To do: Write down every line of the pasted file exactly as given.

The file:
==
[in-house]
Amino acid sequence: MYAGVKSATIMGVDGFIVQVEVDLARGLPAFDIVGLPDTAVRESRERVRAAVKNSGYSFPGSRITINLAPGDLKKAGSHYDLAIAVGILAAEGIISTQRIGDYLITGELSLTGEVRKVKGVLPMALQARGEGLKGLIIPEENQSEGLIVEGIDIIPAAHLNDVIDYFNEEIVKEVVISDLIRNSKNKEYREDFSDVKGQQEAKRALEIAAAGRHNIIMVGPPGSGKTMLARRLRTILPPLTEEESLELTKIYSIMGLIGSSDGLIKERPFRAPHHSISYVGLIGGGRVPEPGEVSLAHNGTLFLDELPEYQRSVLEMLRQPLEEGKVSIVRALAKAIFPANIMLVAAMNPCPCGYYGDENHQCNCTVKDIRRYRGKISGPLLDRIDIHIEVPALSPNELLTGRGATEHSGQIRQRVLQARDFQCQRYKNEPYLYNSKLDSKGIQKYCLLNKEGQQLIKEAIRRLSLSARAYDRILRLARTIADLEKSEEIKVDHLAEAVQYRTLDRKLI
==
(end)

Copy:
[in-house]
Amino acid sequence: MYAGVKSATIMGVDGFIVQVEVDLARGLPAFDIVGLPDTAVRESRERVRAAVKNSGYSFPGSRITINLAPGDLKKAGSHYDLAIAVGILAAEGIISTQRIGDYLITGELSLTGEVRKVKGVLPMALQARGEGLKGLIIPEENQSEGLIVEGIDIIPAAHLNDVIDYFNEEIVKEVVISDLIRNSKNKEYREDFSDVKGQQEAKRALEIAAAGRHNIIMVGPPGSGKTMLARRLRTILPPLTEEESLELTKIYSIMGLIGSSDGLIKERPFRAPHHSISYVGLIGGGRVPEPGEVSLAHNGTLFLDELPEYQRSVLEMLRQPLEEGKVSIVRALAKAIFPANIMLVAAMNPCPCGYYGDENHQCNCTVKDIRRYRGKISGPLLDRIDIHIEVPALSPNELLTGRGATEHSGQIRQRVLQARDFQCQRYKNEPYLYNSKLDSKGIQKYCLLNKEGQQLIKEAIRRLSLSARAYDRILRLARTIADLEKSEEIKVDHLAEAVQYRTLDRKLI